When many bankruptcy practitioners think of § 546 of the Bankruptcy Code, it is in connection with the statute of limitations for avoidance actions. While these provisions may be widely known, § 546 contains several other provisions that can have a substantial impact on a party’s substantive rights in a bankruptcy case.
On June 17, 2014, the U.S. Bankruptcy Court for the Northern District of Illinois addressed the defense to fraudulent transfer liability under § 548(c) of the Bankruptcy Code. Section 548(c) provides a defense for otherwise fraudulent transfers if the transferee accepts the transfer in good faith, and provides value in exchange for such transfer. Thus, there are two prongs to this defense: good faith and value.
With an increasing number of bankruptcy cases centering on massive financial frauds, bankruptcy courts in recent years have drastically extended the definition and scope of “property of the estate.” Not surprisingly, this broader definition has also led to an increased application of the automatic stay, sometimes extending the stay to third-party actions that were not even brought against debtors.
General Motors (GM) is currently facing two main types of lawsuits linked to its recall of cars with defective ignition switches. For those injured or killed as a result of these switches, GM has set up a special fund to compensate victims and their families. Yet, the very contentious and much more expensive issue concerns car owners suing GM for economic losses related to the defects, and these claims could easily reach into the billions of dollars.
In recognition of the increasingly global nature of business, the Bankruptcy Abuse Prevention and Consumer Protection Act of 2005 (BAPCPA) added a new chapter, chapter 15, to the Bankruptcy Code.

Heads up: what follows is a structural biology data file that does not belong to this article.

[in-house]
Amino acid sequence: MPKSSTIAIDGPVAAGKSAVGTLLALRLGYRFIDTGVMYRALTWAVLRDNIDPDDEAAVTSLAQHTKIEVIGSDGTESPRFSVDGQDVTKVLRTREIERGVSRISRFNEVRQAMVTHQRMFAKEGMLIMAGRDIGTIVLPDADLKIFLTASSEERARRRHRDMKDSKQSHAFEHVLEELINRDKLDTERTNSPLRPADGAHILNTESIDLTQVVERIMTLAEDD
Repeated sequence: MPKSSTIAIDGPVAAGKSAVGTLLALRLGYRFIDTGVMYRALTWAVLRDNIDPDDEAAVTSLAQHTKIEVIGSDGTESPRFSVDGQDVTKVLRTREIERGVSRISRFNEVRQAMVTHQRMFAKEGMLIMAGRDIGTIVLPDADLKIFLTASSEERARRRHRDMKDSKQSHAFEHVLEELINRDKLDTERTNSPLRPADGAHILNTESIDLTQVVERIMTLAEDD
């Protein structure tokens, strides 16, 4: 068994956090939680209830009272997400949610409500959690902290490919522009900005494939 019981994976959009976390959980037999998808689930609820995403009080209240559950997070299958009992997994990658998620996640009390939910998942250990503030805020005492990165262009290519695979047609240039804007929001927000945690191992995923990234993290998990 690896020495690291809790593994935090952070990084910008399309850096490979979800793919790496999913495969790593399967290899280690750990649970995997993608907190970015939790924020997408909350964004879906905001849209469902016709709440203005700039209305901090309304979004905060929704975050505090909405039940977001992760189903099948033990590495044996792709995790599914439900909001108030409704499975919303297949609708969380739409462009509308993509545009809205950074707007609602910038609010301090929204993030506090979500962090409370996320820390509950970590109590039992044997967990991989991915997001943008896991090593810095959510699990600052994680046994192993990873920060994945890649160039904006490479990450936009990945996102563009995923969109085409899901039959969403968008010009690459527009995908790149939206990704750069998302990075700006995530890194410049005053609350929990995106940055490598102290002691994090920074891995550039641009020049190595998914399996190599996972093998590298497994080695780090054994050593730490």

“Removal” refers to the process of transferring litigation to a federal court from another forum. Bankruptcy practitioners should be aware of two provisions that provide for removal of civil litigation to federal court: 28 U.S.C.
Bitcoins. Litecoins. Dogecoins. Even, at one point, “Coinye West.” Like it or not, it’s hard to deny that bitcoin and cryptocurrencies like it have been quite the talk of the financial world recently. Between Feb. 1, 2013, and Feb. 1, 2014, bitcoin prices have risen from about $20 per coin to a high of more than $1,200 and then fallen back down into the $500 to $600 range.
Do you sign proofs of claim on behalf of a client? Many young attorneys have done it early in their careers, either out of convenience or an eve-of-the-bar-date request of a client to file a proof of claim on its behalf, and likely have thought nothing of it. A recent opinion from the U.S. Bankruptcy Court for the Southern District of Texas in Duke Investments Ltd., et al. v.
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